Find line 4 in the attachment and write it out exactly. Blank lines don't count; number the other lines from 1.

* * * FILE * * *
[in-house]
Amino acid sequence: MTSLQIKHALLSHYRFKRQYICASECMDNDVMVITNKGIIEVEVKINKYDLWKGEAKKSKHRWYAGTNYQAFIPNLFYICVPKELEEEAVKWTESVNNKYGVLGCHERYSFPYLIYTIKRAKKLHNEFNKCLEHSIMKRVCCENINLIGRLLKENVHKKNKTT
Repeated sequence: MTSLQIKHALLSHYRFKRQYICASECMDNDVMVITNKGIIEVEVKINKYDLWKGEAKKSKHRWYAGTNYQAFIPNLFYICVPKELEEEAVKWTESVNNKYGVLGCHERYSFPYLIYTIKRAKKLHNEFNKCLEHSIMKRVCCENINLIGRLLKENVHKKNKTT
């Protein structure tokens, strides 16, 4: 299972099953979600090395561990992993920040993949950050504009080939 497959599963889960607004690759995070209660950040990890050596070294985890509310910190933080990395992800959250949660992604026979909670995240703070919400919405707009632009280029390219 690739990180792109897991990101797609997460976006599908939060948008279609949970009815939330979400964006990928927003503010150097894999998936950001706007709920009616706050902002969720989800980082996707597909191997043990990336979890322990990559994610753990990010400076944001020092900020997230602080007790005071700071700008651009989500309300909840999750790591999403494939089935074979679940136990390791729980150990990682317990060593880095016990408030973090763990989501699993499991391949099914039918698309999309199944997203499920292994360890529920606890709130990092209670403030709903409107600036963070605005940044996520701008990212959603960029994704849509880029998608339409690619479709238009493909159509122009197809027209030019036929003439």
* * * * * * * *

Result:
């Protein structure tokens, strides 16, 4: 299972099953979600090395561990992993920040993949950050504009080939 497959599963889960607004690759995070209660950040990890050596070294985890509310910190933080990395992800959250949660992604026979909670995240703070919400919405707009632009280029390219 690739990180792109897991990101797609997460976006599908939060948008279609949970009815939330979400964006990928927003503010150097894999998936950001706007709920009616706050902002969720989800980082996707597909191997043990990336979890322990990559994610753990990010400076944001020092900020997230602080007790005071700071700008651009989500309300909840999750790591999403494939089935074979679940136990390791729980150990990682317990060593880095016990408030973090763990989501699993499991391949099914039918698309999309199944997203499920292994360890529920606890709130990092209670403030709903409107600036963070605005940044996520701008990212959603960029994704849509880029998608339409690619479709238009493909159509122009197809027209030019036929003439």